Part of the Weekly Tolkien Sketchblog
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Hey yall, fun new Tolkien-art interview with yours truly at middleearthnews.com/2014/08/26… come check it out. special thanks to Myla Malinalda.

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TurnerMohan's Profile Picture
TurnerMohan
James Turner Mohan
Artist | Professional | Varied
Antarctica
Howdy Yall,
my name is Turner. I live in the new york city area, and am looking for work as an illustrator/sculptor, I am educated and experienced in these fields, but am still fairly new to the professional art world.
Interests

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:iconfaerietopia:
Faerietopia Featured By Owner 4 days ago  Professional General Artist
Welcome to :iconmiddleearthlovers:

It's a great honour to have you with us! Love
Spread the voice among your friends.
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:iconzeonista:
Zeonista Featured By Owner 6 days ago
For the lighter side of comparative dragon anatomy.

7hot-feanorians.deviantart.com…
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:iconkineticflow:
kineticflow Featured By Owner Oct 11, 2014  Professional Digital Artist
fc07.deviantart.net/fs71/i/201…

Yo dude check this out. Even though this isn't named Smaug, this is a redesign. Carlo is one of my teachers and he wasn't satisfied by the dragon in the movie.
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:iconlibra1010:
Libra1010 Featured By Owner Oct 9, 2014
 Just popping in to tender my best wishes Master Mohan; I trust that you remain well and that your work prospers!

 I also wanted to pop in and recommend the work of a certain author to you, one Mr Christian Cameron (if I have not done so already); it recently struck me that you might enjoy his novel 'The Ill-Made Knight' in particular for it's rather like reading the works of Mr GRR Martin without the whiplash one gets from hopping from one PoV character to another (and if you've had a bellyful of Medieval Horrors then his 'Tom Swan' novellas are a tonic - all the skulduggery but with rather more swashbuckling).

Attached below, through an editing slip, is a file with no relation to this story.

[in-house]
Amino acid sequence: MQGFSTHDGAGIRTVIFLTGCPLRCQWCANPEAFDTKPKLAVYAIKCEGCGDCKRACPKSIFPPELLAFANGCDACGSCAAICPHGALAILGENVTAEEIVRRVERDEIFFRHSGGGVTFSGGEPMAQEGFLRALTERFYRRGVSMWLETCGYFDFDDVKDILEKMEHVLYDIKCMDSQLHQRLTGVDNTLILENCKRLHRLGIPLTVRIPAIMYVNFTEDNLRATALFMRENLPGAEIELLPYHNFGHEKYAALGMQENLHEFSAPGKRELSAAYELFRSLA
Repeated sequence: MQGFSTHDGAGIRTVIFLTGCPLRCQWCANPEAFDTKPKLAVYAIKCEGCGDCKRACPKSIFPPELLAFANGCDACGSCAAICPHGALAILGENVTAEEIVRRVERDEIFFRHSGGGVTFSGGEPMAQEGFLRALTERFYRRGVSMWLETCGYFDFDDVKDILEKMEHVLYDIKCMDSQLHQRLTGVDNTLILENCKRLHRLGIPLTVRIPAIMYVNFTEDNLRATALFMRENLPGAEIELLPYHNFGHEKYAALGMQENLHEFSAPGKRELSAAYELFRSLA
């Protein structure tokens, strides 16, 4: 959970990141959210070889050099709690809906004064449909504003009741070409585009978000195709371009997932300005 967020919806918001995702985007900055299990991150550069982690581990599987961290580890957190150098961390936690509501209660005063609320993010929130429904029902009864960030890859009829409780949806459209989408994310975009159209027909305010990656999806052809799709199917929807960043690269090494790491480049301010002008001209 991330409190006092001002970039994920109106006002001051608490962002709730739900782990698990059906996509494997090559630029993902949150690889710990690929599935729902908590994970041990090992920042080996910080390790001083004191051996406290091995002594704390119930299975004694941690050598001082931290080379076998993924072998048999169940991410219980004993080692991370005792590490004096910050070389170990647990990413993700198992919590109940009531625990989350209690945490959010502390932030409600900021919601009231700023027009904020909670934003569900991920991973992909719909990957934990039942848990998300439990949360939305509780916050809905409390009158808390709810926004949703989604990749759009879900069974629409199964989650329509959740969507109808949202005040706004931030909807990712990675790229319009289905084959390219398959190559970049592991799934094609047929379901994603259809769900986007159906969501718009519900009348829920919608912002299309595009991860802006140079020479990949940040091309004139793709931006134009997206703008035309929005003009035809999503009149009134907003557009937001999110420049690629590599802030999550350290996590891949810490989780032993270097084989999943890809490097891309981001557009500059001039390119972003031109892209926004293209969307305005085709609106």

However it should be noted that he most usually writes about the Ancient Hellenistic world, with his most prominent works to date being one series depicting the Greco-Persian Wars (beginning with 'Killer of Men') and the other depicting the geopolitical pell-mell that followed the death of Alexander the Great (I'd suggest reading 'God of War' his depiction of the Life of Alexander both because it sets the scene and also because it's one of the best novels I've read in my life - be warned though, it's rather an Epic especially in hardback). 

 I should also note that the thoughtful, rather virile prose of Mr Cameron's work recently struck me as rather comparable to your own style of artwork (which is why it occurred to me to suggest it to you now); in any case I hope that you give his work a try if you ever have an hour or two to spare (if you have kindle then be careful - he's written quite a few novels and it's rather difficult not to reach for the next one once you finish the last one after you've caught the taste for them!).
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:iconartigas:
Artigas Featured By Owner Oct 3, 2014